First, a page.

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Black Magic

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Album Review

This is an intriguing record. Although his greatest music is nearly 40 years in the past, Jamaica's Jimmy Cliff still has tons of charisma, and he still has that clear, high, and slightly world-weary voice, not to mention complete control of it, even at the top of his range. Ostensibly a record of duets with the likes of Sting, Annie Lennox, Joe Strummer, Wyclef Jean, and others, Black Magic remains very much Cliff's album, and while producer Dave Stewart factors in a whole range of contemporary R&B and hip-hop touches, its Caribbean lilt dominates, although it isn't particularly Jamaican in feel. Forget the guest stars. None of them, with the possible exception of Tessane Chin (on the delightful and radio-friendly "The World Is Yours") and Bounty Killer (whose hoarse, lion-throated rumble would dominate any stage in the world), particularly sticks out, which is good, because Cliff outsings them all. It's a pity, though, that there aren't more good songs on Black Magic. "The World Is Yours" is solid, even featuring what passes for a Jimmy Cliff rap, and "The City," which eulogizes cites like Kingston, New York, Hong Kong, and Paris, has a moody grandeur, but tracks like "People" sound like overblown TV commercials, and one song here, "Jamaica Time," actually is a commercial for Air Jamaica. The best track is the relatively straightforward "No Problems Only Solutions," a song that sounds like it could have been a Leslie Kong production circa 1970. Charming, direct, melodic, and positive, "No Problems" features no fancy guests, and proves that Cliff really doesn't need them when he's at his best. Joe Strummer, who died in 2002, makes one of his last appearances on "Over the Border," but the tune is a middling affair that unfortunately never truly catches fire. Stewart produced all but one of the tracks on Black Magic, and while the sound here is steady and cohesive, one can't help but wish that it had a little bit more Kingston in it. More Kingston might have made this a great record rather than simply an intriguing one.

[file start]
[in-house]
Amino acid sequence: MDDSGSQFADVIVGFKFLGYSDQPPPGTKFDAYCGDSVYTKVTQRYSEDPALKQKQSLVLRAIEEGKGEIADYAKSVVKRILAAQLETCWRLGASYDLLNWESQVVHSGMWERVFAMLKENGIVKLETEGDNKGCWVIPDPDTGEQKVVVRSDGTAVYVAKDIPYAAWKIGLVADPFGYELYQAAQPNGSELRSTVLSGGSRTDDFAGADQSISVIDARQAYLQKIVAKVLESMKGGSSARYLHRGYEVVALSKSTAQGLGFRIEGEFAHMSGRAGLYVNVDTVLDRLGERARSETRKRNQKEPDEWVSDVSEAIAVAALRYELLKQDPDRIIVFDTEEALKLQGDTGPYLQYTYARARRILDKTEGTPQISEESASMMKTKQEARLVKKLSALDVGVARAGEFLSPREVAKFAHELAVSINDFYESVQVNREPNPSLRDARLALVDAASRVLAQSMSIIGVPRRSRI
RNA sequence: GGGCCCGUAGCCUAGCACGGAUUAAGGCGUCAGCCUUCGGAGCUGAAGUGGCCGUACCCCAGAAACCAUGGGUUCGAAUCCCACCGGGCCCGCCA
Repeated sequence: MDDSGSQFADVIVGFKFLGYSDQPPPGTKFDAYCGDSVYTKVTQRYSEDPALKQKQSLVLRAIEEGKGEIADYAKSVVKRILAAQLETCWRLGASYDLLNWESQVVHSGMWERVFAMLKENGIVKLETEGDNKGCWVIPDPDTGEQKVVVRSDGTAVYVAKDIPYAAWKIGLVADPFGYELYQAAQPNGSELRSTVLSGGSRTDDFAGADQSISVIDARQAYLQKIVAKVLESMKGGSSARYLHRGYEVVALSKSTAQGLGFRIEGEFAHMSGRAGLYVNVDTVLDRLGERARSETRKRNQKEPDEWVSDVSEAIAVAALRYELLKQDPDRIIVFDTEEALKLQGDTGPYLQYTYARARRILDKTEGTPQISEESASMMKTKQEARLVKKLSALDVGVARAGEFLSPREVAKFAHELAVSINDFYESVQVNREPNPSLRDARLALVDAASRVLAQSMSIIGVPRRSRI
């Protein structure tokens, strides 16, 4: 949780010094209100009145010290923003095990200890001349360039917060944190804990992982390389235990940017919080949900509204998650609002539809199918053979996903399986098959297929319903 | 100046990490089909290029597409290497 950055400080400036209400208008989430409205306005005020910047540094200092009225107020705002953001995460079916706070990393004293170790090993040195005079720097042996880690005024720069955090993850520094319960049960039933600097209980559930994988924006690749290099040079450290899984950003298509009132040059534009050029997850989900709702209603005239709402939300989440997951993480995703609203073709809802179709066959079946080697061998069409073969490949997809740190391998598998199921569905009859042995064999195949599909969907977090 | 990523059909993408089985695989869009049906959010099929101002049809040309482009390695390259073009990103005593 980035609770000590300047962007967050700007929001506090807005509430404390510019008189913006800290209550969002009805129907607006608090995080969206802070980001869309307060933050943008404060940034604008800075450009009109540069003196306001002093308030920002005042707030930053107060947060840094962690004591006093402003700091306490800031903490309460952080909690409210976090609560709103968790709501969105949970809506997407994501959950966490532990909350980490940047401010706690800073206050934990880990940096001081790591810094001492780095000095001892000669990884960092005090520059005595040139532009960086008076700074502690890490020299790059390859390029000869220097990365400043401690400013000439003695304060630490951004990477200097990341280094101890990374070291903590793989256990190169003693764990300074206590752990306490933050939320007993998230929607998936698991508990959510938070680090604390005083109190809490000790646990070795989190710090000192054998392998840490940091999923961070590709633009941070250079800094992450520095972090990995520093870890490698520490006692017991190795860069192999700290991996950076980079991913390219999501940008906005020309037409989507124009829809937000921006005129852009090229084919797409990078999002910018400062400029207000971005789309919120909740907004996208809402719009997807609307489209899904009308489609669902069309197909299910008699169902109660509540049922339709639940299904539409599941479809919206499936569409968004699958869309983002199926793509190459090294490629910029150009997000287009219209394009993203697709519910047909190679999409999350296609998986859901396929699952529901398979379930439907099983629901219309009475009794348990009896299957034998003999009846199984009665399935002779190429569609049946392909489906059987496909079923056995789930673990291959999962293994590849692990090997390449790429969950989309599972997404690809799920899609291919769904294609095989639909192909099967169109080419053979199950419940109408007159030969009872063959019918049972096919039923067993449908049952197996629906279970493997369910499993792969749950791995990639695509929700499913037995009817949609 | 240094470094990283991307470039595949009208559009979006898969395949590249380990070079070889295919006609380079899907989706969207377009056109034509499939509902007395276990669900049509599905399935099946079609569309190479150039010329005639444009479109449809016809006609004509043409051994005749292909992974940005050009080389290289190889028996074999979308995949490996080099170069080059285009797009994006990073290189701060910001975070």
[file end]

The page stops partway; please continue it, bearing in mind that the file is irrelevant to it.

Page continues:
Born: 01 April 1948 in St. James, Jamaica

Genre: Reggae

Years Active: '60s, '70s, '80s, '90s, '00s, '10s

It's one of the music industry's great ironies that today, outside of reggae circles, Jimmy Cliff is perhaps better known for his film appearances than his music. Even after a string of hits, the singer never quite managed to break into the mainstream, although he seemed poised for international stardom during the late '60s/early '70s. The singer was born in St. James, Jamaica, on April 1, 1948, with the less prosaic name James Chambers. His talent was evident from childhood, and he began his career...
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